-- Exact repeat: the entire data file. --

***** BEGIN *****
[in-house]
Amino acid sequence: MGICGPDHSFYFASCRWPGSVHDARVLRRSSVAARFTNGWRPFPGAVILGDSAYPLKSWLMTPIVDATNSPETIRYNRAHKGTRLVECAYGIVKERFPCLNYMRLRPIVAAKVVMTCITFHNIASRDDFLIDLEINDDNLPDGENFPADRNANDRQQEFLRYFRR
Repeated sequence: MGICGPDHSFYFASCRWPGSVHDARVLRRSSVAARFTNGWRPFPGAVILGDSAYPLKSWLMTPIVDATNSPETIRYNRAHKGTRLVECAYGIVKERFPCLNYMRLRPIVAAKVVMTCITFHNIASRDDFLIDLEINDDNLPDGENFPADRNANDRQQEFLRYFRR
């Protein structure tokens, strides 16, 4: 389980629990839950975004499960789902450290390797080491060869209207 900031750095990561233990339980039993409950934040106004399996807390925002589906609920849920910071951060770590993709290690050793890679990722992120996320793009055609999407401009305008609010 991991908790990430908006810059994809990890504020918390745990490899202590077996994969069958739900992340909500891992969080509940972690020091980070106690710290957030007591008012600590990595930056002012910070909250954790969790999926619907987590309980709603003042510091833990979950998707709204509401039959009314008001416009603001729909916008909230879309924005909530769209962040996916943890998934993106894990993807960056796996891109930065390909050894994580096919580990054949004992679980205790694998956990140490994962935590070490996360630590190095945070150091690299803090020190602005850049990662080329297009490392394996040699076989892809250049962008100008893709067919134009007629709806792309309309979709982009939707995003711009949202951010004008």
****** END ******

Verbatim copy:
[in-house]
Amino acid sequence: MGICGPDHSFYFASCRWPGSVHDARVLRRSSVAARFTNGWRPFPGAVILGDSAYPLKSWLMTPIVDATNSPETIRYNRAHKGTRLVECAYGIVKERFPCLNYMRLRPIVAAKVVMTCITFHNIASRDDFLIDLEINDDNLPDGENFPADRNANDRQQEFLRYFRR
Repeated sequence: MGICGPDHSFYFASCRWPGSVHDARVLRRSSVAARFTNGWRPFPGAVILGDSAYPLKSWLMTPIVDATNSPETIRYNRAHKGTRLVECAYGIVKERFPCLNYMRLRPIVAAKVVMTCITFHNIASRDDFLIDLEINDDNLPDGENFPADRNANDRQQEFLRYFRR
């Protein structure tokens, strides 16, 4: 389980629990839950975004499960789902450290390797080491060869209207 900031750095990561233990339980039993409950934040106004399996807390925002589906609920849920910071951060770590993709290690050793890679990722992120996320793009055609999407401009305008609010 991991908790990430908006810059994809990890504020918390745990490899202590077996994969069958739900992340909500891992969080509940972690020091980070106690710290957030007591008012600590990595930056002012910070909250954790969790999926619907987590309980709603003042510091833990979950998707709204509401039959009314008001416009603001729909916008909230879309924005909530769209962040996916943890998934993106894990993807960056796996891109930065390909050894994580096919580990054949004992679980205790694998956990140490994962935590070490996360630590190095945070150091690299803090020190602005850049990662080329297009490392394996040699076989892809250049962008100008893709067919134009007629709806792309309309979709982009939707995003711009949202951010004008």